Made with the bittersweet clarity of hindsight and the assurance of a director in peak form, "Something in the Air" is Olivier Assayas' wise and wistful memory-piece on the revolutionary fervor that suffused his young adulthood.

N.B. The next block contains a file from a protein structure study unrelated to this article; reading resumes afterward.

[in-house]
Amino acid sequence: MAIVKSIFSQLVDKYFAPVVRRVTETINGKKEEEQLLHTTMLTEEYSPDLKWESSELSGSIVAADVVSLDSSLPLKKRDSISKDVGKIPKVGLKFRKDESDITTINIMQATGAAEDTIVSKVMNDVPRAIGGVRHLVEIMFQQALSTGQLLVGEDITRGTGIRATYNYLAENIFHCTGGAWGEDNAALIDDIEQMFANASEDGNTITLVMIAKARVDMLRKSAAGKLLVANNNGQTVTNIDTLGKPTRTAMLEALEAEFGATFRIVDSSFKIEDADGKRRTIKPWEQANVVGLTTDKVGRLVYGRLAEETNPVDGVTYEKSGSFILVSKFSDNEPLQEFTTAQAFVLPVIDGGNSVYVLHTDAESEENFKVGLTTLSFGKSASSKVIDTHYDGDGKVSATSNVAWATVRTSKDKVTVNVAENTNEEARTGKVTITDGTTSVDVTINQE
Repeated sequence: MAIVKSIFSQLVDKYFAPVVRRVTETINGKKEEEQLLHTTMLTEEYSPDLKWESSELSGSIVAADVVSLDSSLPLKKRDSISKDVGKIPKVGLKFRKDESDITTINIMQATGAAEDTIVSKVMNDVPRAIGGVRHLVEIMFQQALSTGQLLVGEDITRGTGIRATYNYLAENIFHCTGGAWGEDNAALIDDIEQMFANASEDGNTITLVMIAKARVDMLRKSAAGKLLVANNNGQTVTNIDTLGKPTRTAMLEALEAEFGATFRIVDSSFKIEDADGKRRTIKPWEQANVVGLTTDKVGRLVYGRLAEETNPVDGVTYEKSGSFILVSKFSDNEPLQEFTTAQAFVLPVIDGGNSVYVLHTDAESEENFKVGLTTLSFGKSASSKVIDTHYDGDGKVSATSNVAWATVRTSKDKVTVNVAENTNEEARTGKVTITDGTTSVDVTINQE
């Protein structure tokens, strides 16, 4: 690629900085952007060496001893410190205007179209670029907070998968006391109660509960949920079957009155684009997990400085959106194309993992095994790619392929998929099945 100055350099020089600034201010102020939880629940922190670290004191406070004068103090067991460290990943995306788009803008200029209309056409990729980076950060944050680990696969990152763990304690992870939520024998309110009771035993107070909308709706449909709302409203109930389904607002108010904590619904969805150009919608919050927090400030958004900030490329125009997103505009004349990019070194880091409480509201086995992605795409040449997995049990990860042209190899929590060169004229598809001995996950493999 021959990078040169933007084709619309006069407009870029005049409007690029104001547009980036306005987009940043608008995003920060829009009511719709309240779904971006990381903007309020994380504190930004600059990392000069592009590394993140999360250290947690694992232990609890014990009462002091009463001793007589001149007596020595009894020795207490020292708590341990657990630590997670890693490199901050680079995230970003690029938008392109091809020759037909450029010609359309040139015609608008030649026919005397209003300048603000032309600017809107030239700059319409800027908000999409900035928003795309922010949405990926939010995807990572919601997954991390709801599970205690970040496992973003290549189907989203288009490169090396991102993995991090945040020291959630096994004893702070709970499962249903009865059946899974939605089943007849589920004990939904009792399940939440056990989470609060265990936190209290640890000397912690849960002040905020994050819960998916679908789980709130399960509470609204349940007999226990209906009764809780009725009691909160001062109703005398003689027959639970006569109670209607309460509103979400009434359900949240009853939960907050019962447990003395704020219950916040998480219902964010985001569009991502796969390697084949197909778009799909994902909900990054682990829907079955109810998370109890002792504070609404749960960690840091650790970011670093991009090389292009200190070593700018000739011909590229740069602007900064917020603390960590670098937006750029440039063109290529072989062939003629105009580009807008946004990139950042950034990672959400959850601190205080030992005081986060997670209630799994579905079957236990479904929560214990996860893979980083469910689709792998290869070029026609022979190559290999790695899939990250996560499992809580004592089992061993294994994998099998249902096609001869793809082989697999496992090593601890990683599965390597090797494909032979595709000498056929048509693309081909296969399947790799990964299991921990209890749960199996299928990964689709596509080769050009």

Made with the bittersweet clarity of hindsight and the assurance of a director in peak form, “Something in the Air” is Olivier Assayas’ wise and wistful memory-piece on the revolutionary fervor that suffused his young adulthood. Conjuring the mood and attitudes of 1970s European counterculture with pinpoint detail and nary a shred of naive romanticism, this tender but dispassionate semi-autobiographical drama offers a gentle rebuke to the celebratory spirit of many post-’68 movies, capturing how political zeal gives way to confusion, compromise and a dawning sense of personal identity. Local appreciation will be echoed by a warm reception abroad.A much more genteel companion work to “Carlos,” Assayas’ indelible epic of ’70s terrorism, “Something in the Air” also harks back to “Cold Water,” his bracing 1972-set picture about Gilles and Christine, a pair of troubled teens in love and on the run. While the two young leads here are pointedly also named Gilles and Christine, the film in which they find themselves is a very different one, carefully observing their initial burst of teenage radicalism without sharing or encouraging it. A moody, dark-haired teen with a talent for drawing and painting, Gilles (Clement Metayer), like his pretty classmate Christine (Lola Creton) and many others their age, has been profoundly shaped by the tumult of May 1968. Following a vivid, harrowing reconstruction of a February 1971 clash between Parisian police and activists, Gilles and his friends mobilize themselves, reading left-wing newspapers by day and covering their school with graffiti slogans by night. But when a guard is injured during a Molotov-cocktail assault gone awry, several of them seek to avoid suspicion by heading abroad for the summer. Partying hard and making love against the beauteous but politically restless backdrop of the Italian countryside, these passionate rebels-in-training immerse themselves in the leftist literature and dynamic visual art they hope one day to create themselves. Already jilted by his sultry g.f. Laure (Carole Combs), Gilles takes up with Christine, who shares his filmmaking aspirations but has very different ideas about how to fulfill them. Meanwhile, their painter friend Alain (Felix Armand) becomes captivated by a redheaded American dancer (artist-actress India Salvor Menuez). Love and art, two things that would seem to dovetail with the characters’ revolutionary ardor, instead have a way of redefining their desires and exposing the fickle nature of their political allegiances. Following their blissful summer jaunt, Christine runs off with a filmmaking collective, leaving Gilles to return home feeling sullen and unsettled about his future, torn between the middle-class sensibilities he despises and a fierce radicalism he no longer has the energy to fully embrace. “Shouldn’t revolutionary cinema employ a revolutionary syntax?” someone asks at one point, following a screening of agitprop films. It’s not the only moment here in which Assayas seems to be winking at viewers, who may recall the writer-director’s career has veered between cerebral high-art freakouts like “Demonlover” and deceptively bougie-looking dramas like “Summer Hours.” (Later, the film serves up a priceless sight gag when Gilles gets a job working at London’s Pinewood Studios, an episode drawn from Assayas’ own early filmmaking experience.) Decidedly not revolutionary cinema, “Something in the Air” instead quietly demystifies its subject. The tone of the piece is wryly affectionate but never indulgent; the experiences depicted feel emotionally true and lived-in without ever catching the viewer up in a rush of intoxication or excitement. Eschewing the handheld restlessness of Assayas’ recent films, d.p. Eric Gautier’s luminous, sun-dappled compositions remain as steady as the editing by Luc Barnier and Mathilde Van de Moortel, which compounds the film’s slightly muted feel with regular fade-ins and fade-outs. Particularly adroit is the use of music, drawing on a soundtrack hand-selected by Assayas from his own ’70s youth. Rather than merely laying in quick snippets of Syd Barrett, Amazing Blondel, Tangerine Dream, Soft Machine and Incredible String Band, the director allows songs to play out more or less in their entirety over long sequences of character interaction, establishing a free-floating, melancholy mood that doesn’t always work in obvious counterpoint to what’s onscreen. Ably standing in for Assayas, Metayer is one of numerous first-time thesps here; French actress Creton is easily the sharpest and most recognizable thesp in the fresh-faced young ensemble. Francois-Renaud Labarthe’s detailed production design draws the viewer in with a wealth of sketches, posters, album covers, psychedelic projections and other visual materials that evoke the period as marvelously as Jurgen Doering’s costumes.